3. Get time alone. As I’ve got (a little) older, I’ve realized just how much I need alone time. I really enjoy company and working in a team is great fun. But unless I get a good part of a day alone every week, the inside of my brain starts to feel like a child’s toybox: stuff everywhere with no real idea of what goes with what.
  4. Hang out with friends. I do love a good blether [Scottish for ‘chat’]. If that can be with a friend with a great sense of humour, then all the better. This is something I need to do better, as work and family commitments often make it difficult to spend time with pals.
  5. Get outdoors. Spend at least half an hour (if possible, an hour) outside every day. That’s sometimes a challenge here on the wet and windy west coast, but as we’re fond of repeating around these parts, “there’s no such thing as bad weather, only bad clothing”. So, in the morning you’ll often find me working outside, building a path, moving and chopping logs for next winter, or just walking up the hill behind our house. There’s also something more intangible about being in nature that seems to enhance my wellbeing.
  6. Sleep a lot. Generally I’m pretty healthy and have great energy levels, but the times I get ill almost always coincide with missed sleep. So it’s bed by 10 (ish), up at 7.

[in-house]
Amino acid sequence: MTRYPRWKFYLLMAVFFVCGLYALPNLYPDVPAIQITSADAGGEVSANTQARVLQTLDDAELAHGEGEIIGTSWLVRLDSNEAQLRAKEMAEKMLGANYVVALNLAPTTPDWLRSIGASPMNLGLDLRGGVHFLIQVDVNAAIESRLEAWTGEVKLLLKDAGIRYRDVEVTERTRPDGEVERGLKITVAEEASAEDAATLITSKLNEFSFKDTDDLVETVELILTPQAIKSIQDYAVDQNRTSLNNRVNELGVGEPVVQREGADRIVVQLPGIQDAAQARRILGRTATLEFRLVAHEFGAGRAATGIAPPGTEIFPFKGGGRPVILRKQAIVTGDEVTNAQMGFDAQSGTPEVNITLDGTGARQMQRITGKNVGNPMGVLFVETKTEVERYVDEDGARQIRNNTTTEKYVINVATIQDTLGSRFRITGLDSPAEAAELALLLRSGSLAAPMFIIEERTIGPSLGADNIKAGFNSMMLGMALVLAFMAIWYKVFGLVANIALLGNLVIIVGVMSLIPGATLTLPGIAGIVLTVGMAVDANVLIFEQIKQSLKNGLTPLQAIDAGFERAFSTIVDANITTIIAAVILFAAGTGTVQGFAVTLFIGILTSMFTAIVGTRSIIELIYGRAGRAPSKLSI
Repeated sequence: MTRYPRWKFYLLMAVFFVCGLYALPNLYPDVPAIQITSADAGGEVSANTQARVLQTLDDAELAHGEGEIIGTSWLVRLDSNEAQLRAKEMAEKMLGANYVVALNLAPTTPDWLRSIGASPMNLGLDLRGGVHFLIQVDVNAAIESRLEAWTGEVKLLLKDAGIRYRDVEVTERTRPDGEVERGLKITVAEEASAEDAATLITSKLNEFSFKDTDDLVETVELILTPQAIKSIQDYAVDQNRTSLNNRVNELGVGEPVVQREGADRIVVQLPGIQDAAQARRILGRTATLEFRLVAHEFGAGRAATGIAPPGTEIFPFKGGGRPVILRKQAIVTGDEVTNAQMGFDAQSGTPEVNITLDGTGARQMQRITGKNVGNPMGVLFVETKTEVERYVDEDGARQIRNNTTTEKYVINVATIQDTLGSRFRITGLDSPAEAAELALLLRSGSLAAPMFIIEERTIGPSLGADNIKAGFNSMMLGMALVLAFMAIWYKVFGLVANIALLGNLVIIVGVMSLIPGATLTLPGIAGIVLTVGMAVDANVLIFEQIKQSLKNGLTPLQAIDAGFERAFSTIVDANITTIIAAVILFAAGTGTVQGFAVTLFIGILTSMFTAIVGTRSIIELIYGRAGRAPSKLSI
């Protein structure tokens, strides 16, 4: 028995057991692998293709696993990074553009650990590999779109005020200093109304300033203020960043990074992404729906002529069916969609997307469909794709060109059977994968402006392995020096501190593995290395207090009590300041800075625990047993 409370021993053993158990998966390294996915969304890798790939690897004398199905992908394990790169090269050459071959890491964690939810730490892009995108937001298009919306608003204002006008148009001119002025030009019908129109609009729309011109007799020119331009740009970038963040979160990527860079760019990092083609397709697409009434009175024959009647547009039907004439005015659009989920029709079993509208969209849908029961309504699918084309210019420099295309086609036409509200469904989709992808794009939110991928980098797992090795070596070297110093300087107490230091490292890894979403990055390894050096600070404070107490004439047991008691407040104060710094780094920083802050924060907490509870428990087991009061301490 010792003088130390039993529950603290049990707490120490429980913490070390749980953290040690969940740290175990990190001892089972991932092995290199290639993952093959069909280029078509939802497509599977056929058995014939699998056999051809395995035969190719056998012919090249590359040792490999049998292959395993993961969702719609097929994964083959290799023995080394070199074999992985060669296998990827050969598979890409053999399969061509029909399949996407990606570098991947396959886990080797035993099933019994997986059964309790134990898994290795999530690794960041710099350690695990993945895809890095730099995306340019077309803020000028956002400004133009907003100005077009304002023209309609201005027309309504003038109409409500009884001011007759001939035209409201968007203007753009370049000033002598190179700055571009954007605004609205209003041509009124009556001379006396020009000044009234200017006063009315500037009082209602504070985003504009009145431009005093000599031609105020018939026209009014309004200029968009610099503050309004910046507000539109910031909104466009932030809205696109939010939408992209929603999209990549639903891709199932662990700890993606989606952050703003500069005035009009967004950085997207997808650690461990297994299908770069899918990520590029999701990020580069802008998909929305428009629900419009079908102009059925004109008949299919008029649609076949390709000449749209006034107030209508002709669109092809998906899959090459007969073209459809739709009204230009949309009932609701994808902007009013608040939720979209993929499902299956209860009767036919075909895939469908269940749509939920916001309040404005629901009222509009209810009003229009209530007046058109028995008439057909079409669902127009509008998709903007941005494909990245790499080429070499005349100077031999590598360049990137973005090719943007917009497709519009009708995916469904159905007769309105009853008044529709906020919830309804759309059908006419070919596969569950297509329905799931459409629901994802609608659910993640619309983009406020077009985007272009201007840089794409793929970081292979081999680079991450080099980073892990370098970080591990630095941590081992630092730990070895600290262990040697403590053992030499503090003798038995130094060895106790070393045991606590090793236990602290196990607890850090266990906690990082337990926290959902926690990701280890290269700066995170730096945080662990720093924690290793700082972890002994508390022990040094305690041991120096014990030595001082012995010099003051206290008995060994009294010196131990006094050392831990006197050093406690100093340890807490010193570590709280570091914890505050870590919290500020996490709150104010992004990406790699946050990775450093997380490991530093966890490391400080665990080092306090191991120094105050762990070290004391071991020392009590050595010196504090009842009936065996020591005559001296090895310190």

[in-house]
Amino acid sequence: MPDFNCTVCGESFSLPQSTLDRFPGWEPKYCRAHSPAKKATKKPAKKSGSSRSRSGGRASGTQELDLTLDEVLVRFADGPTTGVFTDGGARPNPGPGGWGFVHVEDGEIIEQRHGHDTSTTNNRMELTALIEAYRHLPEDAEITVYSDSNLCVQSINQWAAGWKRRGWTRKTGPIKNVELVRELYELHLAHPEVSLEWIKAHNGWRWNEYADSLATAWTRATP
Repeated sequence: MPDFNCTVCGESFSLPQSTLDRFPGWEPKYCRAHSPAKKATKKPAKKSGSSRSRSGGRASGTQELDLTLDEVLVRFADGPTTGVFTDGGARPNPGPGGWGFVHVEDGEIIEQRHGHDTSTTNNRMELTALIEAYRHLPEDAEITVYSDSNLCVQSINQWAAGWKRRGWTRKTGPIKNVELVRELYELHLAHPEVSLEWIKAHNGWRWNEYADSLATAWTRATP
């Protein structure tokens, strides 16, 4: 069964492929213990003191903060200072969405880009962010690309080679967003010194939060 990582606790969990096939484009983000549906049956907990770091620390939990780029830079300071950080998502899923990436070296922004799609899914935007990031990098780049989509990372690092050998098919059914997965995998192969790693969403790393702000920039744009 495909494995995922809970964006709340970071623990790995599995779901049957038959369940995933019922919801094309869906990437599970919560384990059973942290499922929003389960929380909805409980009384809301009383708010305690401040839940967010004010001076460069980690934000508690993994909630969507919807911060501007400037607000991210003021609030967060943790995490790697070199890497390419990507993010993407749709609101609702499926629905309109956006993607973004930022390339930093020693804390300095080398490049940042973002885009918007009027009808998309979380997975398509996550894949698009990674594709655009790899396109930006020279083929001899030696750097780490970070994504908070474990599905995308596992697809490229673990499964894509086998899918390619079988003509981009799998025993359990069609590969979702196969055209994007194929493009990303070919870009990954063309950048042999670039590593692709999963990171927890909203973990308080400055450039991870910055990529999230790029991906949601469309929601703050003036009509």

7. Watch the stress/workaholism. I love my work so much I can end up doing too much of it. There is so much we want to do and the opportunities are so exciting, it’s easy to spend way too much energy on it, to the point of brain meltdown (technical psychological term). This tends not to happen as long as I stick to my rule of time outside, which somehow ‘resets’ my brain.
  8. Stay connected to my community. When we first moved to Oban, I hated the sensation of not knowing what was going on around me and not being able to help move things in the right direction. Now, I’m involved with tutoring business skills at the local high school and with a local social enterprise that keeps my finger on the pulse of the community and lets me contribute what I can.
  9. Learn a lot. I’m at my happiest when I’m learning. When I start to lose some of my joy for life, it’s often because everyday things have got in the way of learning for several weeks. I like big ideas, new ways of doing business, and stimulating conversations, so I do what I can to ensure they’re always in my life.

That’s about it. I hope I’ve given you a sense of how to use the Primal Human Needs in your own life.

Tell me how you keep things in balance in your life in the comments below…

  • Mags

    That was an interesting read. Yes, balance is very important so, although I like to do things well and work hard I also know how to relax. If I can find time in my day for ‘me’ time then I love to become absorbed in my current book and doing so feels like luxury.
    Other ways I fulfil primal needs are by challenging myself by doing a strenuous workout regularly (groan). Painful at the time but a great sense of achievement and surprise that I actually survived.